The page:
The hemp boom is upon us. It’s an exciting time for anyone in the industry and a welcome change to decades of suppression and outright federal containment of a plant that is useful and profitable in numerous ways. Widespread hemp legalization at the highest levels has opened up doors for farmers and producers to meet a growing demand for plants to fuel consumer needs for CBD, textile applications, and other developing applications for hemp-based products.
But this boom is not without regulation and the US Department of Agriculture has an integral relationship with the hemp industry as it stands today. As with many regulatory agencies whose purpose exists in defining and enforcing the rules they create, a love it or hate it relationship often exists within the circles of those farmers, producers, and businesses that deal with these rules on a daily basis. Let’s examine both sides of the USDA and its relationship with hemp in an objective attempt at it stands today.
The main reason to appreciate the USDA and the relationship it has with the hemp industry is in the simple fact that the 2018 Farm Bill legalized hemp production at the federal level. This alone increased the viability and potential profits the industry. It was previously in murky waters as it existed in the middle ground of being legal in some states but illegal in the eyes of the federal government. This literally opened the doors for farmers across the country to start planting crops and turn their lands into fields of green if they so desired.
Rules being rules, however, mean that they are met with some resistance or disagreement. And with the regulations on the hemp industry being basically brand new, there has been plenty of dislike with the letter of the law and the practical enforcement of the rules on hemp growing and production. Growers must apply for a license to produce hemp, there are strict guidelines for the sampling and testing of plants to make sure they are within the realm of hemp and not cannabis (a distinction legally required by the amount of THC present within sample), and there are even rules on how the plants must be disposed of.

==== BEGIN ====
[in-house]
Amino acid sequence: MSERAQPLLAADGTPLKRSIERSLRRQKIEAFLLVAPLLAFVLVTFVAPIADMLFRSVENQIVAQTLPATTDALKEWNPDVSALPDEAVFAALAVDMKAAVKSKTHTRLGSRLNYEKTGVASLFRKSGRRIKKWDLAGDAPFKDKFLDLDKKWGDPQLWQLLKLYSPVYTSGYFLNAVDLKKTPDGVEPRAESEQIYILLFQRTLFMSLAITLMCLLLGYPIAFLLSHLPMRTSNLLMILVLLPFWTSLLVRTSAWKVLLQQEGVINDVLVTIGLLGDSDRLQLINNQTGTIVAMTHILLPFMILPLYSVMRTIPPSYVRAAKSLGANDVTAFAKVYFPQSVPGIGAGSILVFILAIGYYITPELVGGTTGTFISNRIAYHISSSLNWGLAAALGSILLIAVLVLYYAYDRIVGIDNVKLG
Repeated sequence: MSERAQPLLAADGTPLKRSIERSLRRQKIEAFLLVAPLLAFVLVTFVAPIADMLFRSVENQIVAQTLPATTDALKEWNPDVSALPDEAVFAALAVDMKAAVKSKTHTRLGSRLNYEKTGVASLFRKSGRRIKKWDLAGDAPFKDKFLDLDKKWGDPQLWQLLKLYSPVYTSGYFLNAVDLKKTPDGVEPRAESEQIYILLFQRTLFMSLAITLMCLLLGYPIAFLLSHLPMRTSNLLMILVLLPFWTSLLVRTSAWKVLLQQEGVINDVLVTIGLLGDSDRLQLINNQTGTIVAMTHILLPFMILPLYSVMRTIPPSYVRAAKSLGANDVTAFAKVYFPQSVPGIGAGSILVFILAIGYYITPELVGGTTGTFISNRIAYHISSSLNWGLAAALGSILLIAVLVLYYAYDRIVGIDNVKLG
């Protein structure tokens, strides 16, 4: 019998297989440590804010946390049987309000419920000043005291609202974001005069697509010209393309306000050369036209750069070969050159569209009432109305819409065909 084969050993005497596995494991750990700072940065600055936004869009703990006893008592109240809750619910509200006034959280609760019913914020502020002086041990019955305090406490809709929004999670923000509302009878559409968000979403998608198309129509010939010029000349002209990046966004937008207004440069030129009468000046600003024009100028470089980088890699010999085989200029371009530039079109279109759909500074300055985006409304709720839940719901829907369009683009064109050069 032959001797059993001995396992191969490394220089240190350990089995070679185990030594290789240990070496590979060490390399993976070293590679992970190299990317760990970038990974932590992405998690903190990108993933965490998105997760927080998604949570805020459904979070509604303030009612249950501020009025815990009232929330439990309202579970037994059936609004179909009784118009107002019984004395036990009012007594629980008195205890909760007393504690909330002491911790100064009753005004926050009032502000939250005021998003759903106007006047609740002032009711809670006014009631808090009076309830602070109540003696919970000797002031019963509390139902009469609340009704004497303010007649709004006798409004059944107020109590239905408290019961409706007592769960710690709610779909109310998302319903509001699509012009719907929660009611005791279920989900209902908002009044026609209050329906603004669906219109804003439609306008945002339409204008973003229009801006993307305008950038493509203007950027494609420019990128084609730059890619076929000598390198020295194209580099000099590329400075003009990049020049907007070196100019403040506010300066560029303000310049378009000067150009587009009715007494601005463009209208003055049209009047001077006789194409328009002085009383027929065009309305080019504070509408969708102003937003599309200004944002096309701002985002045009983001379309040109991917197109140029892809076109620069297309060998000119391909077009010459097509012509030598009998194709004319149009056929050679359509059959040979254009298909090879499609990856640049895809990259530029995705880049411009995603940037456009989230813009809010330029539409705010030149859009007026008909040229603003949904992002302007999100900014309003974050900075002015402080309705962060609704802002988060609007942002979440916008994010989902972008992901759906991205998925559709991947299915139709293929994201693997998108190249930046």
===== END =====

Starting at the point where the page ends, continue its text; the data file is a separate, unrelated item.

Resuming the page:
All of these regulations have resulted in complications and headaches for farmers and growers who want to take advantage of a lucrative market opportunity while doing so in the appropriate manner. While these rules are being enforced to some degree, it has been a complicated start to a blossoming new horizon. Luckily, the USDA has seen the complications evident in a once controlled substance now being legalized and has released an Interim Final Rule that delays the enforcement of certain aspects of these regulations until the expectations laid out in the Farm Bill can be put in place and more practically applied for farmers and growers.
The love/hate relationship between the USDA and hemp is in its infancy, just as the industry is itself. While legalization is a great development, the evolution of the laws and regulations governing the hemp industry are sure to see this back and forth in coming years.